Funke Akindele’s star-studded Christmas submission, A Tribe Called Judah, is a good film. That is one part of criticism simplified: To arrive at the point as early and quickly as possible. The film hits all the right chords for a warm Nigerian family drama. There is the hardworking parent, there is the financial struggle in the family, and there are good children, and there are black sheep, and then there is the adversity that finally brings them all together. A Tribe Called Judah highlights that fear we all have as Nigerians. That every middle to low-income family is one surgery away from financial ruin.
We do incredible things to gather money to save those we love. The film successfully highlights that sacrifice. Now that the easy part of the review is out of the way, here is why Adeoluwa Owu and Funke Akindele’s film is good.
The story follows Jedidah Judah (Funke Akindele), a single mother of five boys. A profligate lover, Jedidah had each child with five different fathers. She is a single parent excessively in love with motherhood. The children in descending order, Emeka (Jide Kene Achufusi), Adamu (Uzee Usman), Shina (Tobi Makinde), Pere (Timini Egbuson), and Ejiro (Olumide Oworu), are also from different tribes. While the first two children are well-adjusted, the last three are essentially problem children. Pere is a chronic pickpocket, Shina is a community thug, and Ejiro is a mischievous child along with his girlfriend, Testimony (Genovevah Umeh). When their mother falls to a failed kidney and quickly deteriorates, the children must find a way to raise 18 million to fund her operation. They decide to rob Emeka’s money-laundering ex-boss of his dollars. Complications arise when they arrive at the scene and find they are not the only ones with eyes on the money.
We must praise A Tribe Called Judah’s storytelling. It felt like the writers were ticking off storytelling 101 in the first act. Set up Jedidah, check; the boys, check; and do so within as little time as possible; check. The single mother and problematic children are archetypal characters. If not universal, then Nigerian. The Nigerian mother’s greatest ally is prayer, and so is Jedidah’s. She is a strong, no-nonsense pillar in her community as well. We all know that woman in the neighbourhood we grew up in. Jedidah is an easy character to like. Funke Akindele, although a tad excessive at the start, brings a quietly honest performance as the movie progresses. Only an extraordinary situation, or in other words, a miracle, could unite problematic children with level-headed older siblings. And in this case, an ailing mother is the perfect recipe. The story recognizes this early, so it sets up Jedidah’s relationship with every single one of those boys. It makes their sacrifice later in the film genuine and believable. Once the viewers realise the story takes them seriously, nothing else matters; they pay attention.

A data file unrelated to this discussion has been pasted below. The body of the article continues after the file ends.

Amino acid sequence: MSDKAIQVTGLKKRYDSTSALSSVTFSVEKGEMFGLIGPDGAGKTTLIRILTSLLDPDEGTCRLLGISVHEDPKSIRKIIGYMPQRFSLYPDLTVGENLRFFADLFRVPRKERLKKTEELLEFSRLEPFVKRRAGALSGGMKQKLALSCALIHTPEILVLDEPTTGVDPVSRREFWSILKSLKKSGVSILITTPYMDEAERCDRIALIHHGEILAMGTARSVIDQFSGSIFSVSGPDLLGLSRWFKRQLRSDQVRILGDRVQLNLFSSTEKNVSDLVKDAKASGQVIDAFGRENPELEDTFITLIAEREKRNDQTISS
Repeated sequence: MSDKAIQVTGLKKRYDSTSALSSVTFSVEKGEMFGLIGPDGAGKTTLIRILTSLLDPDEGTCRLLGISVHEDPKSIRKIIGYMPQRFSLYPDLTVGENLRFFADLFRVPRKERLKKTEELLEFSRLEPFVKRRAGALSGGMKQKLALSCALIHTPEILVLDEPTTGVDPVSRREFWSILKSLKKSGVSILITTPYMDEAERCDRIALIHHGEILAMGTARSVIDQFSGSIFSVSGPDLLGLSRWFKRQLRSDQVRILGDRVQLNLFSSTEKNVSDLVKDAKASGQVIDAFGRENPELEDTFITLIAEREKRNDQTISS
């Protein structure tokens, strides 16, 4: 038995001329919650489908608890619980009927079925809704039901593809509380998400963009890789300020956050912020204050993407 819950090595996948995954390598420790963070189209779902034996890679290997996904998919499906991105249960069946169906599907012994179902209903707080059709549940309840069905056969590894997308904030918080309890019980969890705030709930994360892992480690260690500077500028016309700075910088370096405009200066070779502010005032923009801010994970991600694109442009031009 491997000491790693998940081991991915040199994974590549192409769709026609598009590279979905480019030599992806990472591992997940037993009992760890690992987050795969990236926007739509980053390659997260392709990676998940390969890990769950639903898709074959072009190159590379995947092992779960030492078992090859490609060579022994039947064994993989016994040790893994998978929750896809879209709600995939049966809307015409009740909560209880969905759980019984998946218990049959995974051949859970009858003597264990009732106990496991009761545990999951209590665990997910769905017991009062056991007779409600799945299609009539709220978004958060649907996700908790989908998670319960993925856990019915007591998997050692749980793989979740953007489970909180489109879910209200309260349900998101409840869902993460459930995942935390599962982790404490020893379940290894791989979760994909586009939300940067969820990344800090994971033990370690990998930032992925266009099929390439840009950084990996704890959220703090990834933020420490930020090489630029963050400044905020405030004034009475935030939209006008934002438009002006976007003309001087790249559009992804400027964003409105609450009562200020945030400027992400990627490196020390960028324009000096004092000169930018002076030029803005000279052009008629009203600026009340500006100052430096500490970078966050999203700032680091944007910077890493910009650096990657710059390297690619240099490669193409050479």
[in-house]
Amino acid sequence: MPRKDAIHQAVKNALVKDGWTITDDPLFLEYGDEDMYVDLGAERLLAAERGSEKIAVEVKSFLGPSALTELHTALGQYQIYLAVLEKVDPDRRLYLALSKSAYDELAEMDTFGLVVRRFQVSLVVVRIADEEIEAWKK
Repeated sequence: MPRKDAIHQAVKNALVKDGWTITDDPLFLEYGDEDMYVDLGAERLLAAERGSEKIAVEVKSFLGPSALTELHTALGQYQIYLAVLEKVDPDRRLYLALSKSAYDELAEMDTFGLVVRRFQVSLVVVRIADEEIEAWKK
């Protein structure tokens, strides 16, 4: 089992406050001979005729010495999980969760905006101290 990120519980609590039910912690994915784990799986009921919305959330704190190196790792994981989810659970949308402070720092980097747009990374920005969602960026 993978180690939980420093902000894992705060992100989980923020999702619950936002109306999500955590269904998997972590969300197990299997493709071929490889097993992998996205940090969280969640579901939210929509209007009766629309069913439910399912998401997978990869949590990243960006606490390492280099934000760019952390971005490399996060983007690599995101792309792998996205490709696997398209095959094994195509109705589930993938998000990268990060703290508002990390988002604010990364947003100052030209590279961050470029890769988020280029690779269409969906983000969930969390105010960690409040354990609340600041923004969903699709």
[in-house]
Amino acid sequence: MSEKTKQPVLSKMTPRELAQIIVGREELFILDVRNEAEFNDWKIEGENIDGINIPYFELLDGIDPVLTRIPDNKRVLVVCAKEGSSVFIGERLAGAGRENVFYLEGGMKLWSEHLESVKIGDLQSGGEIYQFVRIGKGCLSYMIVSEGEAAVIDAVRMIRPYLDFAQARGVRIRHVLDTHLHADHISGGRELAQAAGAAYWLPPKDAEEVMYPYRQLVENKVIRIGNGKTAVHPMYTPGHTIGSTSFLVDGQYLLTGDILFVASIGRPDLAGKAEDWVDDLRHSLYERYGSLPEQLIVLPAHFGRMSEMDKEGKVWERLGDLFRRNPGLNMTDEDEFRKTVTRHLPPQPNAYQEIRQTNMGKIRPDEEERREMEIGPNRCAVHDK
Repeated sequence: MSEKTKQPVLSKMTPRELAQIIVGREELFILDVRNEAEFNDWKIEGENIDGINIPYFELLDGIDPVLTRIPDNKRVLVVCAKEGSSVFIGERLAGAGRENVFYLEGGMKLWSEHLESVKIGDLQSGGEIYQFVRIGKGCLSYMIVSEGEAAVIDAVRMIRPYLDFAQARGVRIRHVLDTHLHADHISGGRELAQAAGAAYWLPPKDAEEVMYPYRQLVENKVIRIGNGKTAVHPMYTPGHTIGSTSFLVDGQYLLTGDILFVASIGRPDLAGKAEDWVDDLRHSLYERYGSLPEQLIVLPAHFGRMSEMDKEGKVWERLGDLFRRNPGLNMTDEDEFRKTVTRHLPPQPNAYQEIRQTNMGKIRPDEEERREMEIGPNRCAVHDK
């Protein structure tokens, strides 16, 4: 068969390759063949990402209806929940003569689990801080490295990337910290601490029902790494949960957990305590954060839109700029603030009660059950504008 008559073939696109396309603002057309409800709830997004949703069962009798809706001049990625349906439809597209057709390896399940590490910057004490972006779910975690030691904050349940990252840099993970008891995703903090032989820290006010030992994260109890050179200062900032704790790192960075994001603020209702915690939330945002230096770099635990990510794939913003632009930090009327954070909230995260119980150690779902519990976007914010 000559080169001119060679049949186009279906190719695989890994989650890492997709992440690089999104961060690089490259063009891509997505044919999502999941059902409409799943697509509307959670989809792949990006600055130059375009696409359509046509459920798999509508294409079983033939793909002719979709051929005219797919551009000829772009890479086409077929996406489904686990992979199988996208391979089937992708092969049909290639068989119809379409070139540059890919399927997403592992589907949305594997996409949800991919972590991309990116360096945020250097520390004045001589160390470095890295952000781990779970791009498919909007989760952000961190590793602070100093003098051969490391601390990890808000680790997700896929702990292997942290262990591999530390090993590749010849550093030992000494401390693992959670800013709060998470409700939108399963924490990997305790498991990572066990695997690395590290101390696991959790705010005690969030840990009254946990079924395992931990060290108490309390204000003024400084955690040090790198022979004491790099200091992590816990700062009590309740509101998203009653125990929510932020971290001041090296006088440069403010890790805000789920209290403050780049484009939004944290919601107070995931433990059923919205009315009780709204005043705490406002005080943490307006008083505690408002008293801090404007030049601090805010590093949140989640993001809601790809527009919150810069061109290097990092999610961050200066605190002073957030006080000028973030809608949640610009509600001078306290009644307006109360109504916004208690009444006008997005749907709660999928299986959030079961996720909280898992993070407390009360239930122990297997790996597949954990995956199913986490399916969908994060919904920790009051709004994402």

To cap off its interesting protagonists, A Tribe of Judah has two well-played archetypal antagonists. Nse Ipke-Etim’s manager character and Uzor Arukwe’s Chairman character are Emeka’s superior and ex-boss, respectively. While Nse Ipke-Etim (4:4:44) is always an impressive performer, Uzor Arukwe (Bank Alert) brings some humorous truthfulness to this character. When people play stereotypes—in this case, the rich Igbo boss—they usually overplay the comedic side, reducing the character to a caricature. Uzor becomes that gaudy semi-literate Igbo businessman with struggling English and a permanently effervescent personality. Even when he is shooting a character, he is saying goodbye with a lively joke. The greatest compliment to an actor is when you see a human truth in their performance, and Uzor achieves that. His character’s permanent liveliness makes him unpredictable and fearful; we know the only thing important is to retrieve his money, regardless of how many people die, Jedidah included.
While the story structure is impressive, the pacing faults it in some parts. Perhaps the inciting incident, Jedidah’s illness, might have arrived earlier. The film does well to hint at Jedidah’s drinking problem early, setting up her kidney failure. But it could have moved faster. The story could have moved faster in some bits, but it is not such a significant flaw that it derails its quality irreparably. There is occasional melodrama, but you can brave through that as well. The story’s ability to create conflict, resolve it, and then create a more complicated conflict is a redeeming plot quality. Every time the characters find a solution, something more complex challenges them. It keeps the plot from becoming stale. And when we arrive at that final scene, we feel like we have truly gone through a journey with the characters, and none of them will be the same after the film’s events. That is the first, clearest evidence that a film is good: you do not leave it as you came to it.
A Tribe Called Judah premiered on December 15, 2023, in cinemas.
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- The subplots in the film are quite good as well. Especially Ejiro and his girlfriend’s. Shinene and his gang’s subplot is quite good.
- One questions why Adamu would return to where he hid the money so quickly. He should know they’d be following him.
- The soundtrack quietly does a good job too.
- A Tribe Called Judah has just scored the biggest opening for a Funke and Nollywood film ever, with 122 million naira. List of highest-grossing Nollywood films.
- Find out how well you know Funke Akindele in our latest quiz.
(Edit: an old version wrongly named Genoveva Umeh’s character as Promise. It has been updated to Testimony. )